6. THE NATIONAL SECURITY RESTORATION ACT: No U.S. troops under U.N. command and restoration of the essential parts of our national security funding to strengthen our national defense and maintain our credibility around the world. . . .
10. THE CITIZEN LEGISLATURE ACT: A first-ever vote on term limits to replace career politicians with citizen legislators.
Further, we will instruct the House Budget Committee to report to the floor and we will work to enact additional budget savings, beyond the budget cuts specifically included in the legislation described above, to ensure that the Federal budget deficit will be less than it would have been without the enactment of these bills.
Respecting the judgment of our fellow citizens as we seek their mandate for reform, we hereby pledge our names to this Contract with America.

Comprehension Questions

  1. What “historic changes” would occur, according to the authors, if a new majority took control of the House of Representatives?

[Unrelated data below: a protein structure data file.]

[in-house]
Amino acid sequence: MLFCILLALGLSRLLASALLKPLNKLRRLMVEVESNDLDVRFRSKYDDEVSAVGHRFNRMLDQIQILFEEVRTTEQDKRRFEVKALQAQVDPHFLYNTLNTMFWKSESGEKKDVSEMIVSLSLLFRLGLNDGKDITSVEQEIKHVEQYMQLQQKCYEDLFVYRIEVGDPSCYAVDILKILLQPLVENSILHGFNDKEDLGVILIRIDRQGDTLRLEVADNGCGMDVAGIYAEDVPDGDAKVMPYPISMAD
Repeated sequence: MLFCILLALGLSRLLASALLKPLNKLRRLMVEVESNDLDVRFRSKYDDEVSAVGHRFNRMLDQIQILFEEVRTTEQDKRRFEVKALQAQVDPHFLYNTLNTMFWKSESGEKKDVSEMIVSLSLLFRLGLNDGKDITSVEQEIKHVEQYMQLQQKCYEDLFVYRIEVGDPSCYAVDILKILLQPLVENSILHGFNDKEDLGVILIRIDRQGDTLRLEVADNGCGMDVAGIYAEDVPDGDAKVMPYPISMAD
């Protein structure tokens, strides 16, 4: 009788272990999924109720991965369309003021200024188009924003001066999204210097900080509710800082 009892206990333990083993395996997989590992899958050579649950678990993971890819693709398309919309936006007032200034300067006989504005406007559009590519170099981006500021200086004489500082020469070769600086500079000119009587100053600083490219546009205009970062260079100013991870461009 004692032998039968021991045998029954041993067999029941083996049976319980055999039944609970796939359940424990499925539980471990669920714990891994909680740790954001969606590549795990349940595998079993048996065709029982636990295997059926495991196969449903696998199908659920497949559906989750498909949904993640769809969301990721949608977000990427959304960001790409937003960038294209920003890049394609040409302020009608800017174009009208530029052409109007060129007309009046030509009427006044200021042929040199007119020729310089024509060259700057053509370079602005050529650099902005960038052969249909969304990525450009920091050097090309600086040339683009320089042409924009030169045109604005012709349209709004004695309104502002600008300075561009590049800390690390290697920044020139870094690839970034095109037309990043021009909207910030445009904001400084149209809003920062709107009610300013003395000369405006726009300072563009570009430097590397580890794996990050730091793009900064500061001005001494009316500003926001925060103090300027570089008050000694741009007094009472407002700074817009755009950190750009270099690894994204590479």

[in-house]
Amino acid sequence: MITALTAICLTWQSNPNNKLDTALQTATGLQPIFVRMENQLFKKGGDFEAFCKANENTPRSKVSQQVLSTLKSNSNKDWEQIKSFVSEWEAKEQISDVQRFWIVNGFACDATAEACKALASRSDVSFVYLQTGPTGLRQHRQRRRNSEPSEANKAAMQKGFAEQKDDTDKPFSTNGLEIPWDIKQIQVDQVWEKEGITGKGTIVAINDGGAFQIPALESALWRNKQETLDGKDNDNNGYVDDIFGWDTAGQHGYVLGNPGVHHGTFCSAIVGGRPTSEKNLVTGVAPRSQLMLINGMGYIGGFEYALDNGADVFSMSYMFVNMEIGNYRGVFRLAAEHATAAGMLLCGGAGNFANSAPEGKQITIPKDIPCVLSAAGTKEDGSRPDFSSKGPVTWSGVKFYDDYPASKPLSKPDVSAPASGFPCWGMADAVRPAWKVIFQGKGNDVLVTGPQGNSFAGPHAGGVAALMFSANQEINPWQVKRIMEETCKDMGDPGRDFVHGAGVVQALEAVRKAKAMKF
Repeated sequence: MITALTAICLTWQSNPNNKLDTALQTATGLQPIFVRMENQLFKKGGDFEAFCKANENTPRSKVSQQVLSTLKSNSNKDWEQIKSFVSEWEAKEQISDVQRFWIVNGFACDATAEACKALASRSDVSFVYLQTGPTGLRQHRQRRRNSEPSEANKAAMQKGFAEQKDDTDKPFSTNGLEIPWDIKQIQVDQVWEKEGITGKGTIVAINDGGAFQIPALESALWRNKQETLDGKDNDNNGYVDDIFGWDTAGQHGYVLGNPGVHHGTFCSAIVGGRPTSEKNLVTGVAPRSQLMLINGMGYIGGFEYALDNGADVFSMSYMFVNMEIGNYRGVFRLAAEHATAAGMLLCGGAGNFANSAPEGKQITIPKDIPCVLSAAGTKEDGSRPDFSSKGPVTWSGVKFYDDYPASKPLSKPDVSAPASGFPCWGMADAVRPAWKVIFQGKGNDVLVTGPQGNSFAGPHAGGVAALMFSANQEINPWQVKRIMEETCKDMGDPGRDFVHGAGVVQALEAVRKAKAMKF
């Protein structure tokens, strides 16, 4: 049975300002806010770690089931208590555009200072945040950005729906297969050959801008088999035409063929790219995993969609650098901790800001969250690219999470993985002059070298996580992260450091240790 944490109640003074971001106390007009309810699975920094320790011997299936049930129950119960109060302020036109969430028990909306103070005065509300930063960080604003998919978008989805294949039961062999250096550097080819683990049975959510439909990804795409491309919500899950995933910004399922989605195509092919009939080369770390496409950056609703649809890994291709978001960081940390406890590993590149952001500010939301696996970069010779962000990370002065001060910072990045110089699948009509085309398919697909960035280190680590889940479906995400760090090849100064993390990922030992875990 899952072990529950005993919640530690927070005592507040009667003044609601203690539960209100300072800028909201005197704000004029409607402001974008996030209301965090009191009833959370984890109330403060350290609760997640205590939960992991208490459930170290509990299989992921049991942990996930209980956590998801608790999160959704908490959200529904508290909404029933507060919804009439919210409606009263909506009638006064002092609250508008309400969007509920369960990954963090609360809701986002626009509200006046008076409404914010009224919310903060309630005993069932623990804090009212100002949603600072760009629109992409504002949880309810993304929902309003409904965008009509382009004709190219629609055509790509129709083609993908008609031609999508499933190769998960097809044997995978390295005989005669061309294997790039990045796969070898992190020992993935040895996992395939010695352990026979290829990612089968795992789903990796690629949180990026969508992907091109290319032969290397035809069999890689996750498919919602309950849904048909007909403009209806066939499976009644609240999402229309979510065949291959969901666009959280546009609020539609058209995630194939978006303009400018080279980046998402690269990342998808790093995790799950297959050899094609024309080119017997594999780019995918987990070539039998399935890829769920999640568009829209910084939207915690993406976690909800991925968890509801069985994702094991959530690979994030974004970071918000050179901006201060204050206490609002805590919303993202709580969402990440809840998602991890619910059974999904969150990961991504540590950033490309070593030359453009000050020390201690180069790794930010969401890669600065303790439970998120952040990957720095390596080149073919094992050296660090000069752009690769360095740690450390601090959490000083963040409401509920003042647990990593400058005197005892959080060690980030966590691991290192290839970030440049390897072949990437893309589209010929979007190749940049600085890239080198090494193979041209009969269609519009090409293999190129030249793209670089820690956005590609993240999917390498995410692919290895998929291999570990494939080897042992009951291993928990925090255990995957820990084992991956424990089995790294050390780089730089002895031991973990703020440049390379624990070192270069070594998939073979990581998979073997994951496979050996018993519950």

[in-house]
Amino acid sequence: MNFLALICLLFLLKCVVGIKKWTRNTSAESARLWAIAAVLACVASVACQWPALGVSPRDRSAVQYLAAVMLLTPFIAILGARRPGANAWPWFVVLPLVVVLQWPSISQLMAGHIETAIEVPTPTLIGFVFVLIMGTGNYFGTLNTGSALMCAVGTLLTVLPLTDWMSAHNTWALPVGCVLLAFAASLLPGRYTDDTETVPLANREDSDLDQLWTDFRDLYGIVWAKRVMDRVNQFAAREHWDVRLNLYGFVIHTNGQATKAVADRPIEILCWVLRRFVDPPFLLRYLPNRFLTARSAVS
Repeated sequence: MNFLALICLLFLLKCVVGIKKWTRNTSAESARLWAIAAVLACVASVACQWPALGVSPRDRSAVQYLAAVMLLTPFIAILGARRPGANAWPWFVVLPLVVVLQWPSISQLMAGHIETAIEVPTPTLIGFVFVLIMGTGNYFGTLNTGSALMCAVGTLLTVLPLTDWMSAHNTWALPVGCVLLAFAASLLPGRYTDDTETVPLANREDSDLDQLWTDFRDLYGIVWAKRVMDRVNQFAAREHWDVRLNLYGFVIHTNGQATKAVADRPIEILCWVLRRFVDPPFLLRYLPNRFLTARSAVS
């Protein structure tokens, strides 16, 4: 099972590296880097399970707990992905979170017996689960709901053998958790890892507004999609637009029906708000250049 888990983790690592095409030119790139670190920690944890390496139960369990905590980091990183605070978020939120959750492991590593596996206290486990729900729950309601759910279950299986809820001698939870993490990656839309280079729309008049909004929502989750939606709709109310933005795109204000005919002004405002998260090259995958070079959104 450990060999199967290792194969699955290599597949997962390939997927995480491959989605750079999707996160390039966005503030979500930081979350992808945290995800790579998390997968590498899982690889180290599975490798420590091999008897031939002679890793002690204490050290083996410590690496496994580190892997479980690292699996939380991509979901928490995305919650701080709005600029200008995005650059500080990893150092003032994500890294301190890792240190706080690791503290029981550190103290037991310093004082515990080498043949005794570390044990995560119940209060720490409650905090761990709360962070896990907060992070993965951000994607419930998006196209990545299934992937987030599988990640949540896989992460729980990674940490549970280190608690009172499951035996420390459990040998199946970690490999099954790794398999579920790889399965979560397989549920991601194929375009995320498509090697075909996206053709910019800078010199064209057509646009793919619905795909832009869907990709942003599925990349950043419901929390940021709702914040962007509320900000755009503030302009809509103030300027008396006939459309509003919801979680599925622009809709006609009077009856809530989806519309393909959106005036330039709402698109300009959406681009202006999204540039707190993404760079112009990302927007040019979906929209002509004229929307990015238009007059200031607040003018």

2. When would the new Republican majority pass the eight major reforms? How does this reveal this source to be election propaganda?
  3. What bill concerning “fiscal responsibility” did the Contract with America state would be brought to the floor of Congress? What was in this act?
  4. What foreign policy act did the Contract with America state would be brought to the floor of Congress? What was in this act?

Historical Reasoning Questions

  1. Many of the bills suggested by the Contract with America failed to become law or were altered before being signed by President Bill Clinton, a Democrat. How does this alter your interpretation of the document?
  2. Compare the Contract with America with Republican Party principles in the modern day. Has the party undergone any serious ideological changes over the past few decades?

“Republican Contract with America”